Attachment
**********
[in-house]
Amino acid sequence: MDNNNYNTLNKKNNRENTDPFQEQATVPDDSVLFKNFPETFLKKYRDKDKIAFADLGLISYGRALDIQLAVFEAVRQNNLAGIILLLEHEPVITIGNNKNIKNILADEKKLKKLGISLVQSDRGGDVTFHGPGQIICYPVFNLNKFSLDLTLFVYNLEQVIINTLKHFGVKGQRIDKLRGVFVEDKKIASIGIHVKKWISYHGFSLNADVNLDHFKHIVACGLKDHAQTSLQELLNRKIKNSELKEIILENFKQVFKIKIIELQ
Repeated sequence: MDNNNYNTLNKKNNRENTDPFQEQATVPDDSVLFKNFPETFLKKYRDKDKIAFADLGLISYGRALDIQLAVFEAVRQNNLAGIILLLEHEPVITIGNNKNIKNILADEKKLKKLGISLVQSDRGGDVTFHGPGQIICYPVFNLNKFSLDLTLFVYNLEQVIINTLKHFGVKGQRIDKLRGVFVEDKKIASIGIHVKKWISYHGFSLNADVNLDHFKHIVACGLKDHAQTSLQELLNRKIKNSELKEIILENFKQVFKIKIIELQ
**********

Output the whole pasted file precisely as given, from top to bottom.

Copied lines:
[in-house]
Amino acid sequence: MDNNNYNTLNKKNNRENTDPFQEQATVPDDSVLFKNFPETFLKKYRDKDKIAFADLGLISYGRALDIQLAVFEAVRQNNLAGIILLLEHEPVITIGNNKNIKNILADEKKLKKLGISLVQSDRGGDVTFHGPGQIICYPVFNLNKFSLDLTLFVYNLEQVIINTLKHFGVKGQRIDKLRGVFVEDKKIASIGIHVKKWISYHGFSLNADVNLDHFKHIVACGLKDHAQTSLQELLNRKIKNSELKEIILENFKQVFKIKIIELQ
Repeated sequence: MDNNNYNTLNKKNNRENTDPFQEQATVPDDSVLFKNFPETFLKKYRDKDKIAFADLGLISYGRALDIQLAVFEAVRQNNLAGIILLLEHEPVITIGNNKNIKNILADEKKLKKLGISLVQSDRGGDVTFHGPGQIICYPVFNLNKFSLDLTLFVYNLEQVIINTLKHFGVKGQRIDKLRGVFVEDKKIASIGIHVKKWISYHGFSLNADVNLDHFKHIVACGLKDHAQTSLQELLNRKIKNSELKEIILENFKQVFKIKIIELQ